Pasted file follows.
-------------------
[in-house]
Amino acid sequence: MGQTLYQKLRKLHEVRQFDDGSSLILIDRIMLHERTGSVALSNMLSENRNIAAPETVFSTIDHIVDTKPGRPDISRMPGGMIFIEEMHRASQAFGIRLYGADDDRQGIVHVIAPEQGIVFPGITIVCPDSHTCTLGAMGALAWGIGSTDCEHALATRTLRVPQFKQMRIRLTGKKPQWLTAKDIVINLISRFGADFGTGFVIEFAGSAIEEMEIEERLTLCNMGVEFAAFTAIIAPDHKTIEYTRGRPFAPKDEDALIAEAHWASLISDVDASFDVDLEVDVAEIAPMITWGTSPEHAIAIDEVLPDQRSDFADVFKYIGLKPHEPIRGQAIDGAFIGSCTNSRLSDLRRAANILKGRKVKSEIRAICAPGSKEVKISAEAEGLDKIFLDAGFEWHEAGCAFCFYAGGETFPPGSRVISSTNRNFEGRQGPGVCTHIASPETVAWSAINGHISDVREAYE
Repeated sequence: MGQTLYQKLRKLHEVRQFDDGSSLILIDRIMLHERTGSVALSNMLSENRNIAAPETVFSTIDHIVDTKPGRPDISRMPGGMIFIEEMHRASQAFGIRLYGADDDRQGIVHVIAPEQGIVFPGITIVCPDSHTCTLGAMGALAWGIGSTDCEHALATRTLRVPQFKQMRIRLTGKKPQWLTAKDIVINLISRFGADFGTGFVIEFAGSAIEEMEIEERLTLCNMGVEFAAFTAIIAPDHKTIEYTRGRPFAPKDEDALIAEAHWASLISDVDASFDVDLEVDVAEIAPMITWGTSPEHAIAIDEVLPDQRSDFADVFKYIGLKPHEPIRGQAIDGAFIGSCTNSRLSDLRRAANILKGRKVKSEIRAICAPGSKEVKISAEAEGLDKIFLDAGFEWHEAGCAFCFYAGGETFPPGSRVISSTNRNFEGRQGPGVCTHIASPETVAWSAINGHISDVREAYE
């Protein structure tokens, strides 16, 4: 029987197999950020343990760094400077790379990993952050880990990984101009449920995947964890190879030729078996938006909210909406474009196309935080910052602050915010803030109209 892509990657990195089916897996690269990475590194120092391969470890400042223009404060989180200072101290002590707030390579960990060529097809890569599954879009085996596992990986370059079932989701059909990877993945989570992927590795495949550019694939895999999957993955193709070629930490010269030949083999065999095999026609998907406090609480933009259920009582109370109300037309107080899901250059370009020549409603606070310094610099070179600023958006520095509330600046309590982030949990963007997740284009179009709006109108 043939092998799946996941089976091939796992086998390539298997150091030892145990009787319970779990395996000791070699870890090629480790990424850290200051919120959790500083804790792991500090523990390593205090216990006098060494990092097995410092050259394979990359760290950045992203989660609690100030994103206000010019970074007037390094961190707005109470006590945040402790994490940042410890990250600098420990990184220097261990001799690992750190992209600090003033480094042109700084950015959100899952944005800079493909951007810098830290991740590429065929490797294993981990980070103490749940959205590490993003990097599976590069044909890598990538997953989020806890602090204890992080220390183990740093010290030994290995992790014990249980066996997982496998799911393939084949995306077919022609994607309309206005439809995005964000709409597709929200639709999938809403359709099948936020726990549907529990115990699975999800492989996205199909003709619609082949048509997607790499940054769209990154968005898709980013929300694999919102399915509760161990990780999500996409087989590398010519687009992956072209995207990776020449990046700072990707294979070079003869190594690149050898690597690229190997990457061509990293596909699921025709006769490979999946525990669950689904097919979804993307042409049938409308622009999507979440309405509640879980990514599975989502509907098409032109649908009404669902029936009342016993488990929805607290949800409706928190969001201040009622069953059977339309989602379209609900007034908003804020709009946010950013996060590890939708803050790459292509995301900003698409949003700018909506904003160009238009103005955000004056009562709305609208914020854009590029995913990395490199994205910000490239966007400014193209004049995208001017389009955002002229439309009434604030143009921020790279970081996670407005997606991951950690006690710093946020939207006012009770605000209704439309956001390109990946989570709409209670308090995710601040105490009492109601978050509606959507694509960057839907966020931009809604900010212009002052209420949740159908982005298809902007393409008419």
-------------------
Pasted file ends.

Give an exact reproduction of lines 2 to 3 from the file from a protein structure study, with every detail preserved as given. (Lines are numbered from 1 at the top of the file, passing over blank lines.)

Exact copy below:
Amino acid sequence: MGQTLYQKLRKLHEVRQFDDGSSLILIDRIMLHERTGSVALSNMLSENRNIAAPETVFSTIDHIVDTKPGRPDISRMPGGMIFIEEMHRASQAFGIRLYGADDDRQGIVHVIAPEQGIVFPGITIVCPDSHTCTLGAMGALAWGIGSTDCEHALATRTLRVPQFKQMRIRLTGKKPQWLTAKDIVINLISRFGADFGTGFVIEFAGSAIEEMEIEERLTLCNMGVEFAAFTAIIAPDHKTIEYTRGRPFAPKDEDALIAEAHWASLISDVDASFDVDLEVDVAEIAPMITWGTSPEHAIAIDEVLPDQRSDFADVFKYIGLKPHEPIRGQAIDGAFIGSCTNSRLSDLRRAANILKGRKVKSEIRAICAPGSKEVKISAEAEGLDKIFLDAGFEWHEAGCAFCFYAGGETFPPGSRVISSTNRNFEGRQGPGVCTHIASPETVAWSAINGHISDVREAYE
Repeated sequence: MGQTLYQKLRKLHEVRQFDDGSSLILIDRIMLHERTGSVALSNMLSENRNIAAPETVFSTIDHIVDTKPGRPDISRMPGGMIFIEEMHRASQAFGIRLYGADDDRQGIVHVIAPEQGIVFPGITIVCPDSHTCTLGAMGALAWGIGSTDCEHALATRTLRVPQFKQMRIRLTGKKPQWLTAKDIVINLISRFGADFGTGFVIEFAGSAIEEMEIEERLTLCNMGVEFAAFTAIIAPDHKTIEYTRGRPFAPKDEDALIAEAHWASLISDVDASFDVDLEVDVAEIAPMITWGTSPEHAIAIDEVLPDQRSDFADVFKYIGLKPHEPIRGQAIDGAFIGSCTNSRLSDLRRAANILKGRKVKSEIRAICAPGSKEVKISAEAEGLDKIFLDAGFEWHEAGCAFCFYAGGETFPPGSRVISSTNRNFEGRQGPGVCTHIASPETVAWSAINGHISDVREAYE